The Microbiome Diet Phase 1-The 4 R’s
The 4R approach to intestinal health works to rebalance gut flora by:
- Removing foods that interfere with a healthy microbiome, disruptive bacteria, pathogens and toxins
- Repairing the gut wall
- Replacing needed stomach acid and pancreatic enzymes
- Reinoculating with large amounts of healing, probiotic bacteria
Diets high in refined carbohydrates, fat, sugar, processed foods, coloring, and fillers are what creates the perfect storm to allow opportunistic strains of bacteria to overgrow, as well as pathogens to dominate the balance of the ecology. By removing them, the intestine can heal and the composition of the microbiome begins to change for the better. Patients are advised to avoid the following for the first 3 weeks:
- Packaged foods
- High-fructose corn syrup
- Artificial sweeteners
- Trans/hydrogenated fats
- Deli meat
- Fried foods
- High mercury fish
- Fruit juice
- Dairy (except butter/ghee)
- Legumes (except chickpeas/lentils)
The focus should shift to an organic, plant based diet that includes “Microbiome Superfoods”. These are foods that contain prebiotic fibers necessary to feed and nourish the healthy strains of intestinal bacteria, giving them the energy to grow, multiply and thrive. Since these fibers are indigestible by us humans, they make it into the intestine intact, where they are fermented and broken down by our tiny friends. In the process, compounds called Short Chain Fatty Acids (SCFA) are released, which have many positive effects on our health. It’s a win/win for everyone! Asparagus, garlic, Jerusalem artichoke, Jicama, onion, leek, and radish are all terrific examples of prebiotic foods.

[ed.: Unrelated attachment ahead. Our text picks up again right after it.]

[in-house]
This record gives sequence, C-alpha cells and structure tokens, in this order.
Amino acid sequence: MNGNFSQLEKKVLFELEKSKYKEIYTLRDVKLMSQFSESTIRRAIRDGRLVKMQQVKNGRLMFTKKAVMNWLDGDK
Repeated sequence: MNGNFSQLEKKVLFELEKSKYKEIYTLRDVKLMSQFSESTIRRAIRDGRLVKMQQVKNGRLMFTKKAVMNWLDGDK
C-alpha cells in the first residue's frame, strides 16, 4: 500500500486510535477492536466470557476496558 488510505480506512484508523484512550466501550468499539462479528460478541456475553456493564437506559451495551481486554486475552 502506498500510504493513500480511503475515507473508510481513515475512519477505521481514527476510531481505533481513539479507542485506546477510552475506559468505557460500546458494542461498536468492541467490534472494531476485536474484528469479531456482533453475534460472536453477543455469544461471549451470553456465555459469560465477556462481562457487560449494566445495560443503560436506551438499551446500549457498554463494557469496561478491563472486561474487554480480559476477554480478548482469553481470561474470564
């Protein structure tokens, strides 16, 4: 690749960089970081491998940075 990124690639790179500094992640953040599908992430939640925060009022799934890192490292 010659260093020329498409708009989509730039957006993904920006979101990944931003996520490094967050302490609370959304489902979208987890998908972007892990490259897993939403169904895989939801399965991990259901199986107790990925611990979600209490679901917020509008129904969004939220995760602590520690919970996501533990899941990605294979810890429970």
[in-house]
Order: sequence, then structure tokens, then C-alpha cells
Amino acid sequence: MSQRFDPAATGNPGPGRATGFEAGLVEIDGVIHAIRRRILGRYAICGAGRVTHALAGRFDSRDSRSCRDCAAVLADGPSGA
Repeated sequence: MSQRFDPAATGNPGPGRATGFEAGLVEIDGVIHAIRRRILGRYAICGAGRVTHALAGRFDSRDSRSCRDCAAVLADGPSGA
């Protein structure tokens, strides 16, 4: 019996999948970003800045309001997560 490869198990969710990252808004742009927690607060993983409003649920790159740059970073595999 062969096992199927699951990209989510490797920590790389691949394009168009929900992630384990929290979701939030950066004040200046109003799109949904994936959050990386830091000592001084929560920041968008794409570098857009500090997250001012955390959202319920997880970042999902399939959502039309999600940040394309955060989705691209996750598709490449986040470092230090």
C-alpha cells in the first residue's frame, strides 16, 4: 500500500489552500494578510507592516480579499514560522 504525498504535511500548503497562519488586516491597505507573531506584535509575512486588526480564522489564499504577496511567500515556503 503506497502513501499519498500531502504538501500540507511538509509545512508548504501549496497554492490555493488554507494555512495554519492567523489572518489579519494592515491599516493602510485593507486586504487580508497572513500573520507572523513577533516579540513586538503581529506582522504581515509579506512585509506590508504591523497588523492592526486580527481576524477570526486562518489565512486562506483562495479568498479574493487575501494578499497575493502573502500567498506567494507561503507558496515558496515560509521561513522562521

Probiotic foods are equally as important, as they loaded with huge amounts of healing bacteria. Fermented vegetables, kimchi, sauerkraut, plus sheep, and goat’s milk products like kefir and yogurt, contain exponentially more healing bacteria than supplements do. A true Microbiome Diet includes liberal use of these foods to boost the quantity and types of strains that should be found in great numbers in the ecology.